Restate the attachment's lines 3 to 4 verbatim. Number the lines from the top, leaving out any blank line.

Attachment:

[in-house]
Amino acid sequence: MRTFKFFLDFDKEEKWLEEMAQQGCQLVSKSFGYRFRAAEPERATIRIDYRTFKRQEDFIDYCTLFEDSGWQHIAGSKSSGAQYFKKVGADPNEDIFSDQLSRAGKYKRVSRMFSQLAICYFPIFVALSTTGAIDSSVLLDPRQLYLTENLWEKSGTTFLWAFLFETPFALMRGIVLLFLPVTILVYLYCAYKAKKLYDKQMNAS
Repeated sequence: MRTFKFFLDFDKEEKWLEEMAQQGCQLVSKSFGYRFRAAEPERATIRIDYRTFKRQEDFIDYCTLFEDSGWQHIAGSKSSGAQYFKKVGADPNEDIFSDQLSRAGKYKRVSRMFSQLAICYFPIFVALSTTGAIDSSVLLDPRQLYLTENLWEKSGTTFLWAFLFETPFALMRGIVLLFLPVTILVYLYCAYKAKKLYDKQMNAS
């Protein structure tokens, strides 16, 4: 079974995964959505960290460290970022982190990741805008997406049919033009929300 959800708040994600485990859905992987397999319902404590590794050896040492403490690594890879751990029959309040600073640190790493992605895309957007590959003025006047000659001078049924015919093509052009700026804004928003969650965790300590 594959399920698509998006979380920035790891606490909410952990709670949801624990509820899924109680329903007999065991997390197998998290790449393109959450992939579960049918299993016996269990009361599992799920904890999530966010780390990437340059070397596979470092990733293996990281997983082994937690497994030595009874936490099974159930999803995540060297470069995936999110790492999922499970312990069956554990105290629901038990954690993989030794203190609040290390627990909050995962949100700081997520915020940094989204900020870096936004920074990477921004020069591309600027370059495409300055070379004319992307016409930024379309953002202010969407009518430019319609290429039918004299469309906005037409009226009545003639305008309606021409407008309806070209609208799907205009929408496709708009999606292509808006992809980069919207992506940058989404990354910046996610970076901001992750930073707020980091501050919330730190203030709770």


Repeated sequence: MRTFKFFLDFDKEEKWLEEMAQQGCQLVSKSFGYRFRAAEPERATIRIDYRTFKRQEDFIDYCTLFEDSGWQHIAGSKSSGAQYFKKVGADPNEDIFSDQLSRAGKYKRVSRMFSQLAICYFPIFVALSTTGAIDSSVLLDPRQLYLTENLWEKSGTTFLWAFLFETPFALMRGIVLLFLPVTILVYLYCAYKAKKLYDKQMNAS
């Protein structure tokens, strides 16, 4: 079974995964959505960290460290970022982190990741805008997406049919033009929300 959800708040994600485990859905992987397999319902404590590794050896040492403490690594890879751990029959309040600073640190790493992605895309957007590959003025006047000659001078049924015919093509052009700026804004928003969650965790300590 594959399920698509998006979380920035790891606490909410952990709670949801624990509820899924109680329903007999065991997390197998998290790449393109959450992939579960049918299993016996269990009361599992799920904890999530966010780390990437340059070397596979470092990733293996990281997983082994937690497994030595009874936490099974159930999803995540060297470069995936999110790492999922499970312990069956554990105290629901038990954690993989030794203190609040290390627990909050995962949100700081997520915020940094989204900020870096936004920074990477921004020069591309600027370059495409300055070379004319992307016409930024379309953002202010969407009518430019319609290429039918004299469309906005037409009226009545003639305008309606021409407008309806070209609208799907205009929408496709708009999606292509808006992809980069919207992506940058989404990354910046996610970076901001992750930073707020980091501050919330730190203030709770």